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Author Topic: Painting the roof  (Read 747 times)
baker4106
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« on: February 19, 2014, 03:54:23 PM »

Anyone have ideas for painting the roof on my 4106?   The paint is bad and peeling off the aluminum.
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Midwilshire
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« Reply #1 on: February 19, 2014, 04:02:20 PM »

BusKote worked well for us.  Holding up well after two years exposed to the FL sun.  Three gallons were sufficient for our 35' bus.
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Michael & Gigi
1978 MCI-5C "Silverliner"
Tampa, FL
hatchhome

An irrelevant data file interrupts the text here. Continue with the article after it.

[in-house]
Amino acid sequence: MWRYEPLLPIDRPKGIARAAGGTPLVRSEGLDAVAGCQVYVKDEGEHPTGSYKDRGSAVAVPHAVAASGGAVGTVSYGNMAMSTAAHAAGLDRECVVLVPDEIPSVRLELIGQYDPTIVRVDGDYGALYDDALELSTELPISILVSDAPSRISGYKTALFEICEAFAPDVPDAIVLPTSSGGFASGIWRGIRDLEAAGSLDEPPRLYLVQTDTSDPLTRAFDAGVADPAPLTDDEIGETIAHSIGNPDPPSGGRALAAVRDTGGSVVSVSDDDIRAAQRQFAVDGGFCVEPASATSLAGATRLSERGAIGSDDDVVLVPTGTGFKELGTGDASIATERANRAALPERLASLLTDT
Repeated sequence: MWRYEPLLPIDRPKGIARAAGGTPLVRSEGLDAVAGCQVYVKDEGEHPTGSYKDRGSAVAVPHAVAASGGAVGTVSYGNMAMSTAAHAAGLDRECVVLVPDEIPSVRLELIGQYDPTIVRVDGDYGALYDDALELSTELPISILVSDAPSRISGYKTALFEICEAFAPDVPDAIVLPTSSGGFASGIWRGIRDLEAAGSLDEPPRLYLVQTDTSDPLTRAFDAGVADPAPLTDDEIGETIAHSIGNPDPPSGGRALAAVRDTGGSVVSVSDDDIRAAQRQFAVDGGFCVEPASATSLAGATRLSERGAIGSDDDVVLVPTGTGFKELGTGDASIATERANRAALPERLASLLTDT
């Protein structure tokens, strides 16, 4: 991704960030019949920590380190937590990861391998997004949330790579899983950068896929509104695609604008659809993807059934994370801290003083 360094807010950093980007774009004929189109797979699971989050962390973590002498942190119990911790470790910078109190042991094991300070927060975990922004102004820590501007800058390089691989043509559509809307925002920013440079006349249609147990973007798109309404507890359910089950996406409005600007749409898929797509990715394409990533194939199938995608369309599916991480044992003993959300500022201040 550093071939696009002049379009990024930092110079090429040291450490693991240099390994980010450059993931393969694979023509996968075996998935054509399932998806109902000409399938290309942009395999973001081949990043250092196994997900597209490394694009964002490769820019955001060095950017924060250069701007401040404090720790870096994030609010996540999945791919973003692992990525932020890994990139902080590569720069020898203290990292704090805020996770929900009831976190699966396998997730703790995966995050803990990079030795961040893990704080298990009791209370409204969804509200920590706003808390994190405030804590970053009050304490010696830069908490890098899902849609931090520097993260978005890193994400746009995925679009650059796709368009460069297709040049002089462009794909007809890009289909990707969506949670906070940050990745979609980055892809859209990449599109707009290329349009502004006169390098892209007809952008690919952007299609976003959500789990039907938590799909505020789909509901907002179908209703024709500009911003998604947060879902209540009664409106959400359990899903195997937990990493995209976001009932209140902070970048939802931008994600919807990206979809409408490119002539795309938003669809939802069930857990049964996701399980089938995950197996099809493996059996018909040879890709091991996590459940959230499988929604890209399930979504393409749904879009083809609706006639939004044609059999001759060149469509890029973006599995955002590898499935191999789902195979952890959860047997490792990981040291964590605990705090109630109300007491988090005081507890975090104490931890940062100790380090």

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« Reply #2 on: February 19, 2014, 05:26:18 PM »

Baker, I just painted my pd-4106 roof with henrys solar flex from Home Depot. It has the same ingredients as some of the more expensive brands but it only cost $60 for 5 gallons and to be honest I think I used 2 1/2 gallons with 4 coats on it. Can already tell a difference as I don't have insulation installed yet. Cheers
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Cameron Hatch
New Orleans, LA
504-250-4838
hatchhome
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« Reply #3 on: February 19, 2014, 05:42:24 PM »

Heres what I used for reference
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Cameron Hatch
New Orleans, LA
504-250-4838
Iceni John
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« Reply #4 on: February 19, 2014, 06:51:46 PM »

Anyone have ideas for painting the roof on my 4106?   The paint is bad and peeling off the aluminum.